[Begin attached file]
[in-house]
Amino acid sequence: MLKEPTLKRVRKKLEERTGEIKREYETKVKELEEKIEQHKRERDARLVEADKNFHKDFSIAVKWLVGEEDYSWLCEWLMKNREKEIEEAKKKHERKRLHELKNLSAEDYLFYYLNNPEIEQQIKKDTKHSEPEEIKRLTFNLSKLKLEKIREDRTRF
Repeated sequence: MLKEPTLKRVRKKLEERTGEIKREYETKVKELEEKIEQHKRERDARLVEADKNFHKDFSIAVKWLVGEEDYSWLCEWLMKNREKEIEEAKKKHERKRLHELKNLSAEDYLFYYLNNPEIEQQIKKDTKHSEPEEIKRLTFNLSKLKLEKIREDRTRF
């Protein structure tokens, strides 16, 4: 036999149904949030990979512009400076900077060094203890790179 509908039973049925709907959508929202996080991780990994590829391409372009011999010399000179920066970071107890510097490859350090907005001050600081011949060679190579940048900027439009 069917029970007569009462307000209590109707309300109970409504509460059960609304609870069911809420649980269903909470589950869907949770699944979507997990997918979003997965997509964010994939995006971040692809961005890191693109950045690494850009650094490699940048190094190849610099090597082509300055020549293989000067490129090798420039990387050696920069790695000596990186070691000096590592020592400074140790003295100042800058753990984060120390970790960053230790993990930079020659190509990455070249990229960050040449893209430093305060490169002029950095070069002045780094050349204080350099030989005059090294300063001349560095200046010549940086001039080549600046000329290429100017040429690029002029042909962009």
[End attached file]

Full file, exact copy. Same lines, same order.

[in-house]
Amino acid sequence: MLKEPTLKRVRKKLEERTGEIKREYETKVKELEEKIEQHKRERDARLVEADKNFHKDFSIAVKWLVGEEDYSWLCEWLMKNREKEIEEAKKKHERKRLHELKNLSAEDYLFYYLNNPEIEQQIKKDTKHSEPEEIKRLTFNLSKLKLEKIREDRTRF
Repeated sequence: MLKEPTLKRVRKKLEERTGEIKREYETKVKELEEKIEQHKRERDARLVEADKNFHKDFSIAVKWLVGEEDYSWLCEWLMKNREKEIEEAKKKHERKRLHELKNLSAEDYLFYYLNNPEIEQQIKKDTKHSEPEEIKRLTFNLSKLKLEKIREDRTRF
């Protein structure tokens, strides 16, 4: 036999149904949030990979512009400076900077060094203890790179 509908039973049925709907959508929202996080991780990994590829391409372009011999010399000179920066970071107890510097490859350090907005001050600081011949060679190579940048900027439009 069917029970007569009462307000209590109707309300109970409504509460059960609304609870069911809420649980269903909470589950869907949770699944979507997990997918979003997965997509964010994939995006971040692809961005890191693109950045690494850009650094490699940048190094190849610099090597082509300055020549293989000067490129090798420039990387050696920069790695000596990186070691000096590592020592400074140790003295100042800058753990984060120390970790960053230790993990930079020659190509990455070249990229960050040449893209430093305060490169002029950095070069002045780094050349204080350099030989005059090294300063001349560095200046010549940086001039080549600046000329290429100017040429690029002029042909962009």